Function of nuclear steroid receptors in apoptosis: Role of ursodeoxycholic acid

Joana D. Amaral, Susana Solá, Clifford J. Steer, Cecília P. Rodrigues

Research output: Contribution to journalReview articlepeer-review

1 Scopus citations

Abstract

Nuclear steroid receptors such as the glucocorticoid and the mineralocorticoid receptors modulate apoptosis in different cell types through transactivation-dependent and -independent mechanisms. They are involved in both the induction and prevention of apoptosis depending on cell type. However, it is unclear how nuclear steroid receptors can affect expression of the same gene in opposing ways for different cells. In addition to their function as modulators of gene expression, nuclear steroid receptois often act as nuclear transporters of other regulatory molecules, thus indirectly regulating several apoptosis-related genes. Curiously, nuclear steroid receptors are thought to cooperate with the antiapoptotic endogenous bile acid, ursodeoxycholic acid, to prevent programmed cell death. The next decade will almost certainly unveil the remarkable role of nuclear steroid receptors in modulating the life and death struggle of cells and organ systems in human development and function.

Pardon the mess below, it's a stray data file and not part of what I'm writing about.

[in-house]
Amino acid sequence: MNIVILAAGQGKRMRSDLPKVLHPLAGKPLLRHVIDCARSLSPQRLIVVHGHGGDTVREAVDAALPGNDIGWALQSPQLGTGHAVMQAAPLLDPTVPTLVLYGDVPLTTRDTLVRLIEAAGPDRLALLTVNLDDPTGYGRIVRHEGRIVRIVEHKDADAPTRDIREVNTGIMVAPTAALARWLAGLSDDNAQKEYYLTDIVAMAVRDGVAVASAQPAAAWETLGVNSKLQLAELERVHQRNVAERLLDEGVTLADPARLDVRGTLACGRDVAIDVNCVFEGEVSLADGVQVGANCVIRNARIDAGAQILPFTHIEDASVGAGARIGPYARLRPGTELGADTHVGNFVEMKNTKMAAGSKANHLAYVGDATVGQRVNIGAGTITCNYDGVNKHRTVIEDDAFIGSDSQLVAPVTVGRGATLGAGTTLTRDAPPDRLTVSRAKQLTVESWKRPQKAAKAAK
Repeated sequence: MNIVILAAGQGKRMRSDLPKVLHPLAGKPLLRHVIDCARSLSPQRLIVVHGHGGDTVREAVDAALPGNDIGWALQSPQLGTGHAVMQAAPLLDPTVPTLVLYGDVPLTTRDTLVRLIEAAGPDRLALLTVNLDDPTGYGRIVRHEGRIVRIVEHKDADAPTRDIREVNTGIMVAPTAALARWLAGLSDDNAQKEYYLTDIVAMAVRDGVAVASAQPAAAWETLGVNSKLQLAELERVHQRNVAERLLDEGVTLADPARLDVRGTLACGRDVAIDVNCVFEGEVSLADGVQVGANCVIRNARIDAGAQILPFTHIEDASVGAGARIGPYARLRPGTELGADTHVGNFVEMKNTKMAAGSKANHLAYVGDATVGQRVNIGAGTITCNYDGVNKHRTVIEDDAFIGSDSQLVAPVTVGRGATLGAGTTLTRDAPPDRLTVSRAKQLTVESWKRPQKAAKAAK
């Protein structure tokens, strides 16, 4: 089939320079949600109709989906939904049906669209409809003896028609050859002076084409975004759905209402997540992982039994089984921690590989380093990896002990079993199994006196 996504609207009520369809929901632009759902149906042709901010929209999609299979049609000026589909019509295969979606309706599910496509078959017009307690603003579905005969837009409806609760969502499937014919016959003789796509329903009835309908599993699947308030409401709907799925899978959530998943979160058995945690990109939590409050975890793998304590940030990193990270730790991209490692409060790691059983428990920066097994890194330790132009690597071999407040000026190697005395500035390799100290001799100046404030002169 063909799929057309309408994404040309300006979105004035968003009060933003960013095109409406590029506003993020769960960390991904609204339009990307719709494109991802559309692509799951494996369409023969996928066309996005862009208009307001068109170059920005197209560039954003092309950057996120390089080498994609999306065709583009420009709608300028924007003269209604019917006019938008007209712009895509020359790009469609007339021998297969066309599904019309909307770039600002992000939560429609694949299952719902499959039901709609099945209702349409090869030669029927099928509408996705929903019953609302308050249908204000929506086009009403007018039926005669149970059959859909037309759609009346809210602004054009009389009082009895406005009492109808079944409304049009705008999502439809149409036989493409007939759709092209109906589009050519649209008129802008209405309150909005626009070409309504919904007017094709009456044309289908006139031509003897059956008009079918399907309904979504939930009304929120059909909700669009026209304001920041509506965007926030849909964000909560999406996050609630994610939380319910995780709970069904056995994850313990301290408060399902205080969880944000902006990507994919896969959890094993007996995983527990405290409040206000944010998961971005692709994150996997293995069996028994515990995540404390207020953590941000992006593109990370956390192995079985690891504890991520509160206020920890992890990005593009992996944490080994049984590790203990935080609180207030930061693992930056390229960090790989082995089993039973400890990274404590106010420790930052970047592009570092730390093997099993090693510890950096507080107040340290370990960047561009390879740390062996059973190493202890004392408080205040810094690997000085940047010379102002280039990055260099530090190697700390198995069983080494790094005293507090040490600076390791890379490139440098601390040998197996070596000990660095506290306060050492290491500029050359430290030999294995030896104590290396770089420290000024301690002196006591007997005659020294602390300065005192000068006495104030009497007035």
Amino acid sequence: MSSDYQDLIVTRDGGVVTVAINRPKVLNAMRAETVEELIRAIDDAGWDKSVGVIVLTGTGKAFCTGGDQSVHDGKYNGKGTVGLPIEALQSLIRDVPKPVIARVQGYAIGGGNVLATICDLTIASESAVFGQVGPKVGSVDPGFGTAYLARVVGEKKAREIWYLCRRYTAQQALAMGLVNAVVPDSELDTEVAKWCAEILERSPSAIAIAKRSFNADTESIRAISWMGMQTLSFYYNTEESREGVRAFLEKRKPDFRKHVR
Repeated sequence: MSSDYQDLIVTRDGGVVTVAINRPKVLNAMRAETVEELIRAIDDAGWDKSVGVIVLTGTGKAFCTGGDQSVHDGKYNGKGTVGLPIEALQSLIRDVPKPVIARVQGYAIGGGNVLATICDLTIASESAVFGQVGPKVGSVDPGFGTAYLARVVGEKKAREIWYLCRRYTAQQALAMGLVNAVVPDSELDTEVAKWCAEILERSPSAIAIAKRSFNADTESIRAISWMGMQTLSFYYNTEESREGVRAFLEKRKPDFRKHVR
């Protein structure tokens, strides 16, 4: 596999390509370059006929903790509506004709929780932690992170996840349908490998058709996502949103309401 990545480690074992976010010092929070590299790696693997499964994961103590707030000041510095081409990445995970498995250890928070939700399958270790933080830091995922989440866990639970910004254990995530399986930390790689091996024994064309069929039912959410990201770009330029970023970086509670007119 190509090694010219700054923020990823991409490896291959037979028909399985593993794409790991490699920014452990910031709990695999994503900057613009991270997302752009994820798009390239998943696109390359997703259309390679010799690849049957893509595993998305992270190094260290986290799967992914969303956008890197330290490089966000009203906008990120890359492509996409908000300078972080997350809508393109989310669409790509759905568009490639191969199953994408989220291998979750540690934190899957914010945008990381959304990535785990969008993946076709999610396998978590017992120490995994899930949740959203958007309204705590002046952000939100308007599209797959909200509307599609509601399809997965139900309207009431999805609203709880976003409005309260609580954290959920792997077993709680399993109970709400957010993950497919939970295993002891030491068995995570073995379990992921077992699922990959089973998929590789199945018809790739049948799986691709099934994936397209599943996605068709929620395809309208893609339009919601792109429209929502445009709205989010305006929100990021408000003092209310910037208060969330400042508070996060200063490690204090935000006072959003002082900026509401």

Original languageEnglish (US)
Pages (from-to)487-501
Number of pages15
JournalExpert Review of Endocrinology and Metabolism
Volume2
Issue number4
DOIs
StatePublished - Jul 2007

Bibliographical note

Funding Information:
Supported by grants POCI/SAU-FCF/62479/2004 and POCI/SAU-MMO/57936/2004 from Fundação para a Ciência e a Tecnologia (FCT), Lisbon, Portugal (to CMPR). Joana Amaral and Susana Solá are recipients of PhD (SFRH/BD/17799/2004) and postdoctoral (SFRH/BPD/20834/2004) fellowships, respectively, from FCT. The authors thank all the members of the laboratory for critical reading of the manuscript.

Copyright:
Copyright 2008 Elsevier B.V., All rights reserved.

Keywords

  • Apoptosis
  • Bcl-2 family
  • Glucocorticoid receptor
  • Mineralocorticoid receptor
  • Nuclear steroid receptors
  • Nuclear trafficking
  • Ursodeoxycholic acid

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